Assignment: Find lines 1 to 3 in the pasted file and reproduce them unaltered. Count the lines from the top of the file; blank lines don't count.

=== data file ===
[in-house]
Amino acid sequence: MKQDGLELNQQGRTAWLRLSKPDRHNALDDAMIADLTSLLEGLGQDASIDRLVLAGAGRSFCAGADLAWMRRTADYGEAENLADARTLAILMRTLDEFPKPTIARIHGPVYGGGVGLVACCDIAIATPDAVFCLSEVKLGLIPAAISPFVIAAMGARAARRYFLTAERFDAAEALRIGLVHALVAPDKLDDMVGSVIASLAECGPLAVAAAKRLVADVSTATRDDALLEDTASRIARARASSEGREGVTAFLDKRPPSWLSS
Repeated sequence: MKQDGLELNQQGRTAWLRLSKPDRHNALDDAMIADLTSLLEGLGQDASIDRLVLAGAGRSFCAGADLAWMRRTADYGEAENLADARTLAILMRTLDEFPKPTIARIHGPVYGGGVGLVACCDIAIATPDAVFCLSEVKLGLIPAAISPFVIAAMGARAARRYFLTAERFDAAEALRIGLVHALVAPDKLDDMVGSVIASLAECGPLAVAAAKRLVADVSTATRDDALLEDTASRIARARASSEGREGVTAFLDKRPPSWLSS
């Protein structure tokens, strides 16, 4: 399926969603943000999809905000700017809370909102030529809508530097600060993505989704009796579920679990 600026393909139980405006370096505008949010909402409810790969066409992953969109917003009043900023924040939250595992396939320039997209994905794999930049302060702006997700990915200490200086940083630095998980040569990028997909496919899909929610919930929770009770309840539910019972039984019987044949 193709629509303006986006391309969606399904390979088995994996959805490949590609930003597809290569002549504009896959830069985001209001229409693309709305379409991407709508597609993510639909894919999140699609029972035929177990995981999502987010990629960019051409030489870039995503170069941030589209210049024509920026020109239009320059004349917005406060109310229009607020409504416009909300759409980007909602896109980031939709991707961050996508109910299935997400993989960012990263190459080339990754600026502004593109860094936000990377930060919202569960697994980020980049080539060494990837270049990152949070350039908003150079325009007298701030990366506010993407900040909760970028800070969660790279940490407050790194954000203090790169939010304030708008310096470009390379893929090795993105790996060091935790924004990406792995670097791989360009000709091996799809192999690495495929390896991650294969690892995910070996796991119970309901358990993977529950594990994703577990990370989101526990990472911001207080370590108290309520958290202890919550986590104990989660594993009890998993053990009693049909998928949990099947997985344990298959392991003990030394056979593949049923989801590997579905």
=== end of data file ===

[in-house]
Amino acid sequence: MKQDGLELNQQGRTAWLRLSKPDRHNALDDAMIADLTSLLEGLGQDASIDRLVLAGAGRSFCAGADLAWMRRTADYGEAENLADARTLAILMRTLDEFPKPTIARIHGPVYGGGVGLVACCDIAIATPDAVFCLSEVKLGLIPAAISPFVIAAMGARAARRYFLTAERFDAAEALRIGLVHALVAPDKLDDMVGSVIASLAECGPLAVAAAKRLVADVSTATRDDALLEDTASRIARARASSEGREGVTAFLDKRPPSWLSS
Repeated sequence: MKQDGLELNQQGRTAWLRLSKPDRHNALDDAMIADLTSLLEGLGQDASIDRLVLAGAGRSFCAGADLAWMRRTADYGEAENLADARTLAILMRTLDEFPKPTIARIHGPVYGGGVGLVACCDIAIATPDAVFCLSEVKLGLIPAAISPFVIAAMGARAARRYFLTAERFDAAEALRIGLVHALVAPDKLDDMVGSVIASLAECGPLAVAAAKRLVADVSTATRDDALLEDTASRIARARASSEGREGVTAFLDKRPPSWLSS